“I have to do it. You rape our women and you’re taking over our country. And you have to go.”
These are the words the Charleston shooter reportedly spoke during Wednesday night's massacre, according to Sylvia Johnson, a woman who told NBC News she spoke to a survivor of the Charleston shooting. Johnson is a cousin of pastor and state Sen. Clementa Pinckney, who was killed Wednesday night at Emanuel African Methodist Episcopal Church. Nine people were murdered in the house of worship in cold blood -- three men and six women.
We have yet to hear from the survivors of the attack directly, so there are a lot of unknowns. We can't be sure of the exact words the shooter used while he was carrying out the massacre, or the exact meaning behind them. But if Johnson's account is accurate, there is a disturbing historical context for the sentiments expressed.
A white man committed horrific acts of violence -- domestic terrorism, a hate crime -- against black men and women. He allegedly used the "protection" of white women and their sexuality as the reason behind it. It appears to be toxic white masculinity at its worst.
As Feministing columnist Choe Angyal pointed out on Twitter, this narrative is not new:
The sentiment that black men rape white women more often than white men do is patently false, but it's one that carries historical significance. The United States has a storied history of white female sexuality being used as a justification for racist acts of violence.
In the late 1800s, the idea that black men were innately driven to rape white women was often used to justify the lynching of black men. In 1923, the Rosewood massacre in central Florida was launched based on the rumor that a white woman had been sexually assaulted by a black man. In 1955, 14-year-old Emmett Till was murdered by two white men for supposedly flirting with a white female grocery store cashier.
As Jamelle Bouie wrote for Slate: "Make any list of anti-black terrorism in the United States, and you’ll also have a list of attacks justified by the specter of black rape."
Dr. Lisa Lindquist-Dorr, associate professor at the University of Alabama, spoke to The Huffington Post about the historical potency of this particular sexual trope.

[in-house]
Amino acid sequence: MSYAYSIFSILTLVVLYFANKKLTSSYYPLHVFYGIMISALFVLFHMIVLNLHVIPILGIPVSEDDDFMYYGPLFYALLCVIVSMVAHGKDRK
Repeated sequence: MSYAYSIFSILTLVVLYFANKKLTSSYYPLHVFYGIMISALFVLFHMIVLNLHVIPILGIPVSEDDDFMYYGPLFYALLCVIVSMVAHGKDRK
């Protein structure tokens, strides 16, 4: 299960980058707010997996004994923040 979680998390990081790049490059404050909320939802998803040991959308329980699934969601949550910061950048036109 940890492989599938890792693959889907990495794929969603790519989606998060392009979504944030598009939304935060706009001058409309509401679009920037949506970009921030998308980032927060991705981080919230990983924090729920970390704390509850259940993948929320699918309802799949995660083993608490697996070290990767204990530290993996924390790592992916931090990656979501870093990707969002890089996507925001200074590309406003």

"It was a racial red herring that would be brought up to justify violence or legal tactics to oppress African Americans," she said. "One that wasn’t based in reality. It’s a trope that’s trotted out to justify oppression."
In her book White Women, Rape, and the Power of Race in Virginia, 1900-1960, Lindquist-Dorr explained the rape myth that dominated white, Southern culture. "The myth insisted that black men were driven to assault white women and that, as a deterrent, 'black beast rapists' should pay with their lives," she wrote.
The trope was a particularly effective one because of the way white female sexuality has historically been viewed and positioned. "Sexual access to women is a trophy of power," Lindquist-Dorr told HuffPost. "White women embodied virtue and morality, they signified whiteness and white superiority, so sexual access to white women was possessing the ultimate privilege that white men held. It [also] makes women trophies to be traded among men."
If the Charleston shooter's comments are any indication, these sentiments are still depressingly ingrained in our culture. White women's bodies are still used to explain away the destruction of black bodies and lives -- both male and female.
Some white allies are already speaking out on social media to make it abundantly clear that white women will not stand for violent hate crimes being justified in our names.
#CharlestonShooting suspect allegedly said "You Rape Our Women" during the shooting which signals deep-seated sense of entitlement.
— Elizabeth Plank (@feministabulous) June 18, 2015
White women don't need the protection of hateful, angry, violent white men. If anything, we all need protection from them.